Plaintiff testified that he did not attempt to set up another closing date with defendant after the May 2 meeting at the bank and also that he was never approached by defendant for that purpose, but that he was still interested in purchasing the subject property even after it became apparent the purchase of the laundromat business from Thomas would not go through and that he was at all times ready, willing and able to purchase the subject property.

The trial court found that plaintiff was willing to accept the property subject to the lease to Thomas without the easement or an abatement in the purchase price and then directed specific performance of the contract.

Defendant's principal contention is that plaintiff was in default under the contract by failing to make the required $5,000 downpayment and so was not entitled to specific performance. At issue is whether plaintiff's delivery of the $5,000 earnest money check to Spangler, and later to Miller, constituted compliance with the downpayment requirement. We find no merit to this contention.

• 1 It is true, as defendant asserts, that neither the earnest money check nor any other money was ever actually received from plaintiff by defendant or any of its agents. However, Spangler notified Bishop, defendant's agent, of his receipt of the earnest money check; defendant acknowledged receipt of the downpayment in its execution of the contract; and no objection was ever made by defendant as to the manner plaintiff employed to fulfill the downpayment requirement until the bringing of this action. Furthermore, defendant gave no written notice to plaintiff of its election to declare the contract cancelled due to this alleged failure to pay as was required under its terms. Under these circumstances we find defendant waived any objection to the manner of payment employed by plaintiff. See Gravelot v. Skender (1956), 9 Ill.2d 15, 18-20, 135 N.E.2d 756, 757-58.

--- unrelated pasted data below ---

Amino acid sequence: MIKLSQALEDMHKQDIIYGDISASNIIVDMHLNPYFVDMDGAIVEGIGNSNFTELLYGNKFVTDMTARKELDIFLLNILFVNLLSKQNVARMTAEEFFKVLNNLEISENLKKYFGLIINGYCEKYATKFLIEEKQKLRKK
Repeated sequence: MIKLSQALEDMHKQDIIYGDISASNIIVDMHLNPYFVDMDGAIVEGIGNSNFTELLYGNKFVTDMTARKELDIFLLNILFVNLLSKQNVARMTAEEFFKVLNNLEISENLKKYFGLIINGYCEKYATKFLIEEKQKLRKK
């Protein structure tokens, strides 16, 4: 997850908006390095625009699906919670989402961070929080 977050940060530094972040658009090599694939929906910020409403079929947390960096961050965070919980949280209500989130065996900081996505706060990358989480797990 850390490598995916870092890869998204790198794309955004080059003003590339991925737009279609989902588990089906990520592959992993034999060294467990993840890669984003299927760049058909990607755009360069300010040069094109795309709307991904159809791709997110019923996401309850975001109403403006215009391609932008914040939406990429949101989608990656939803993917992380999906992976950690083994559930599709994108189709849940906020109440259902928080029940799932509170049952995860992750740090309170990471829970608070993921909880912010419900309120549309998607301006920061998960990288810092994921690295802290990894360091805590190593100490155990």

Defendant further contends that plaintiff's conduct was such as to show his intention to abandon the contract and, therefore, he could not thereafter demand specific performance by defendant. With this contention we must agree.

• 2 Specific performance is not a matter of right, but rests in the sound discretion of the court, to be determined from all facts and circumstances in evidence; the evidence necessary to support a decree for specific performance must be clear, explicit and convincing. (Harper v. Kennedy (1958), 15 Ill.2d 46, 52, 153 N.E.2d 801, 804.) A party seeking specific performance of a contract must show he has himself always been ready, willing and able to perform the contract on his part, and he is not entitled to a decree for specific performance if the circumstances or a course of conduct clearly show an abandonment of the contract by him. Jones v. Dove (1943), 382 Ill. 445, 452-53, 47 N.E.2d 447, 450; Lasher v. Loeffler (1901), 190 Ill. 150, 155, 60 N.E. 85, 86.

• 3 The record before us indicates that plaintiff did not attempt to set up a closing to purchase the property after he learned that defendant had secured the cancellation of the lease on the subject property, the lack of which had prevented a closing on May 2. He instead pursued his efforts to secure a reduction in the price of Thomas' laundromat business and defendant's agent, Bishop, was informed that plaintiff did not want the subject property unless he could obtain the laundry business at the reduced price. Thereafter, when negotiations with Thomas broke down, defendant informed his attorney, who in turn informed Bishop, that he wanted to forget the whole deal. Apparently in reliance upon plaintiff's statements, defendant then sold the adjoining property, part of which contained the easement we have discussed, and executed a lease of the subject property to Thomas. Under these circumstances we believe that plaintiff failed to establish that he was always ready, willing and able to perform the contract on his part; rather they show an abandonment of the contract by him, and we hold the trial court abused its discretion in granting plaintiff specific performance.

For the above discussed reasons the judgment of the trial court is reversed.